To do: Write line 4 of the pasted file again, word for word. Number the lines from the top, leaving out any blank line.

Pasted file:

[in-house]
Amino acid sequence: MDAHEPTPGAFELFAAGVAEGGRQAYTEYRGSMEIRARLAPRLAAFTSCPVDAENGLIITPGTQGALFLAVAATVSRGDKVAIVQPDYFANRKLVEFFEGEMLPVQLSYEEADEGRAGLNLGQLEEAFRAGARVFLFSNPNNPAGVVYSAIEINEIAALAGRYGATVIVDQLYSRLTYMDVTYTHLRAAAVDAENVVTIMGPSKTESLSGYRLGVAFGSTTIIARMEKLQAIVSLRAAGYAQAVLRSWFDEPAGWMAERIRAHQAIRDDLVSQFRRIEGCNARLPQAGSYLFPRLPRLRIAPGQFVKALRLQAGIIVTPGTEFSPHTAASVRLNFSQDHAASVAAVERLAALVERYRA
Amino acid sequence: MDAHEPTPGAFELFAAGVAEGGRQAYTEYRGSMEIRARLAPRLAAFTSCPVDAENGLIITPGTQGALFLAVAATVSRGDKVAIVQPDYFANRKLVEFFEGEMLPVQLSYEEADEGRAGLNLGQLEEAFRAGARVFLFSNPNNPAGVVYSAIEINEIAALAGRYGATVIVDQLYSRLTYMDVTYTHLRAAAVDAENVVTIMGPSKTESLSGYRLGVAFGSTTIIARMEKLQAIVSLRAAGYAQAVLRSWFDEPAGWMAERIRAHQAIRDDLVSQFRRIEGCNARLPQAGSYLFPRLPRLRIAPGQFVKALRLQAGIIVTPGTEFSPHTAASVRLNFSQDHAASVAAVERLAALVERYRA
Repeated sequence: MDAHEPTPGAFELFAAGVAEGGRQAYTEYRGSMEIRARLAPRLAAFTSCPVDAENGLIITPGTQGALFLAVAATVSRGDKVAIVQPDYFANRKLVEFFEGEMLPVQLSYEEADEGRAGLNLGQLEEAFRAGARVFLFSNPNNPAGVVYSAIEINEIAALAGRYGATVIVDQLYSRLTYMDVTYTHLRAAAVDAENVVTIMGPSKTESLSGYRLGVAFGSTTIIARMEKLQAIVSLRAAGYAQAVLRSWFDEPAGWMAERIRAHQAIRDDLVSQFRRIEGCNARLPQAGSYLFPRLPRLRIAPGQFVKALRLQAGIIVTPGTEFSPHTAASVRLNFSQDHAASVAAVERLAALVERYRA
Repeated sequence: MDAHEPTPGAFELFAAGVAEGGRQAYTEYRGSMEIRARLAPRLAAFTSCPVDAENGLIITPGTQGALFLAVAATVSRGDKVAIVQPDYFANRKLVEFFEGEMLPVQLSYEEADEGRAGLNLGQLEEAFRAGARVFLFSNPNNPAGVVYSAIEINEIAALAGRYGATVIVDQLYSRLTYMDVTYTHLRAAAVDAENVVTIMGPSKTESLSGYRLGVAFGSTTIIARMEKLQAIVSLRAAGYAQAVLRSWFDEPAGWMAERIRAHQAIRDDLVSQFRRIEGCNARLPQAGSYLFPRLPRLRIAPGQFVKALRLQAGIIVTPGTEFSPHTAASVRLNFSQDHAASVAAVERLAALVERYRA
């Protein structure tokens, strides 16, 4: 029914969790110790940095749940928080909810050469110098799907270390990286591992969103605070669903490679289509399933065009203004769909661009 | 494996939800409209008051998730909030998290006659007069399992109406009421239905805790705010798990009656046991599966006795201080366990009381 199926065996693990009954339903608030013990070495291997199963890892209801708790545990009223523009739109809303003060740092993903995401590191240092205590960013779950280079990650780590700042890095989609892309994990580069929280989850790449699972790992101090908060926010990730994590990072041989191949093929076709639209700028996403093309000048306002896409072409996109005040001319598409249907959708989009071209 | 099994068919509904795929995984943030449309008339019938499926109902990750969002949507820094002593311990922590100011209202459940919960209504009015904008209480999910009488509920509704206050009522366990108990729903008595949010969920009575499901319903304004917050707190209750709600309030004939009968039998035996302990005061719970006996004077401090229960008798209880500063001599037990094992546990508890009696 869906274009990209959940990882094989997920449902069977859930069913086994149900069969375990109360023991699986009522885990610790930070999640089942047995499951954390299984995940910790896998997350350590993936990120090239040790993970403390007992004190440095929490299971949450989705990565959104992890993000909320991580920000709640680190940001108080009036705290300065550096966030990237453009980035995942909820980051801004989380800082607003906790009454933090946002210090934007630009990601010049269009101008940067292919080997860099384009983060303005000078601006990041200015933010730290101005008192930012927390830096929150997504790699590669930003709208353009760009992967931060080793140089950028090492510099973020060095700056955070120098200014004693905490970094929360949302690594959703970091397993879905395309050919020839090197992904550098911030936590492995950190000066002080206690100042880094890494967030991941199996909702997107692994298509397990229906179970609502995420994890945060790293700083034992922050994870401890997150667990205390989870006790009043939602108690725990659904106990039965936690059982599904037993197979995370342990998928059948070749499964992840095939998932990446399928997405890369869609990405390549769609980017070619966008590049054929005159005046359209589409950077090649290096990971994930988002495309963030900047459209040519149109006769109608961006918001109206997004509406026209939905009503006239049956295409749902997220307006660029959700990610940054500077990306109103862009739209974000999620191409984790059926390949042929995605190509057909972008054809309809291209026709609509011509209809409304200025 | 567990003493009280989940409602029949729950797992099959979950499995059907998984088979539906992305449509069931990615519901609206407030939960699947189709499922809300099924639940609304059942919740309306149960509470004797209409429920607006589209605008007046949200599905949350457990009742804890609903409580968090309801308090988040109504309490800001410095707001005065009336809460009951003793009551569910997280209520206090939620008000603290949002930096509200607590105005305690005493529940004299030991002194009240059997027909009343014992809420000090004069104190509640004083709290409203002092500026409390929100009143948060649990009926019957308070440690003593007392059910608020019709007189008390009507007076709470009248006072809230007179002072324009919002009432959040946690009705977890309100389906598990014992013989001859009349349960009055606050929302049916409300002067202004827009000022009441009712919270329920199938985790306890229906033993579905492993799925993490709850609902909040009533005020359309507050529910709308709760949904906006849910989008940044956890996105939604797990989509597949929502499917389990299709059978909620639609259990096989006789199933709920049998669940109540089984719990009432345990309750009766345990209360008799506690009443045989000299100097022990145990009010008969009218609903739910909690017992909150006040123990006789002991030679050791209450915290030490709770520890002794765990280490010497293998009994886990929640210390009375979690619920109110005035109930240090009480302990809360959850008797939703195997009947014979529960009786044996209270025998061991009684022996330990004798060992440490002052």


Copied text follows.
Repeated sequence: MDAHEPTPGAFELFAAGVAEGGRQAYTEYRGSMEIRARLAPRLAAFTSCPVDAENGLIITPGTQGALFLAVAATVSRGDKVAIVQPDYFANRKLVEFFEGEMLPVQLSYEEADEGRAGLNLGQLEEAFRAGARVFLFSNPNNPAGVVYSAIEINEIAALAGRYGATVIVDQLYSRLTYMDVTYTHLRAAAVDAENVVTIMGPSKTESLSGYRLGVAFGSTTIIARMEKLQAIVSLRAAGYAQAVLRSWFDEPAGWMAERIRAHQAIRDDLVSQFRRIEGCNARLPQAGSYLFPRLPRLRIAPGQFVKALRLQAGIIVTPGTEFSPHTAASVRLNFSQDHAASVAAVERLAALVERYRA